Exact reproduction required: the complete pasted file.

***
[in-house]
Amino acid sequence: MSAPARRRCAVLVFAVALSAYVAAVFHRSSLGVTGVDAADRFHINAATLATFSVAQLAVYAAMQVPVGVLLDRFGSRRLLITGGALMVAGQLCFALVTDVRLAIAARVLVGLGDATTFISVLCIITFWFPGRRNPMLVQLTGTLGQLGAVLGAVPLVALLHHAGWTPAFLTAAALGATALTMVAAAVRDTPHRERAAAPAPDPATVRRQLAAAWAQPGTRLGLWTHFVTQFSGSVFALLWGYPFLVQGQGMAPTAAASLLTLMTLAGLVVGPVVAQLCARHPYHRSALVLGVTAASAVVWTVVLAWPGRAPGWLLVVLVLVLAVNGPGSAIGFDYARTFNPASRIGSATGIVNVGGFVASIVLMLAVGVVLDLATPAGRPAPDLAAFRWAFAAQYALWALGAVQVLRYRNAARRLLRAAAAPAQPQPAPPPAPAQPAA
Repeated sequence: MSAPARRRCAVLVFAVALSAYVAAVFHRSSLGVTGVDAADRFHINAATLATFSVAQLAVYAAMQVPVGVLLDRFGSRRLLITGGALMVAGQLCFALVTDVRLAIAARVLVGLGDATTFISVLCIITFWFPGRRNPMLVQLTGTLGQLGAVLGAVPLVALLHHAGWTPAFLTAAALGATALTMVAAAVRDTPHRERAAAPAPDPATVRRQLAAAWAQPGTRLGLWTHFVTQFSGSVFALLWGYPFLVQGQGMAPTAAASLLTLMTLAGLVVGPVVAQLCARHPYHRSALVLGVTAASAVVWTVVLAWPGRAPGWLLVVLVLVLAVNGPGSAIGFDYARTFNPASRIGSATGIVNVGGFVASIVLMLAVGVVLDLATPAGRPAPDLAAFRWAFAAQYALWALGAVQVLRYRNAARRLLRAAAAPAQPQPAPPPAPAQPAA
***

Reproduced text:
[in-house]
Amino acid sequence: MSAPARRRCAVLVFAVALSAYVAAVFHRSSLGVTGVDAADRFHINAATLATFSVAQLAVYAAMQVPVGVLLDRFGSRRLLITGGALMVAGQLCFALVTDVRLAIAARVLVGLGDATTFISVLCIITFWFPGRRNPMLVQLTGTLGQLGAVLGAVPLVALLHHAGWTPAFLTAAALGATALTMVAAAVRDTPHRERAAAPAPDPATVRRQLAAAWAQPGTRLGLWTHFVTQFSGSVFALLWGYPFLVQGQGMAPTAAASLLTLMTLAGLVVGPVVAQLCARHPYHRSALVLGVTAASAVVWTVVLAWPGRAPGWLLVVLVLVLAVNGPGSAIGFDYARTFNPASRIGSATGIVNVGGFVASIVLMLAVGVVLDLATPAGRPAPDLAAFRWAFAAQYALWALGAVQVLRYRNAARRLLRAAAAPAQPQPAPPPAPAQPAA
Repeated sequence: MSAPARRRCAVLVFAVALSAYVAAVFHRSSLGVTGVDAADRFHINAATLATFSVAQLAVYAAMQVPVGVLLDRFGSRRLLITGGALMVAGQLCFALVTDVRLAIAARVLVGLGDATTFISVLCIITFWFPGRRNPMLVQLTGTLGQLGAVLGAVPLVALLHHAGWTPAFLTAAALGATALTMVAAAVRDTPHRERAAAPAPDPATVRRQLAAAWAQPGTRLGLWTHFVTQFSGSVFALLWGYPFLVQGQGMAPTAAASLLTLMTLAGLVVGPVVAQLCARHPYHRSALVLGVTAASAVVWTVVLAWPGRAPGWLLVVLVLVLAVNGPGSAIGFDYARTFNPASRIGSATGIVNVGGFVASIVLMLAVGVVLDLATPAGRPAPDLAAFRWAFAAQYALWALGAVQVLRYRNAARRLLRAAAAPAQPQPAPPPAPAQPAA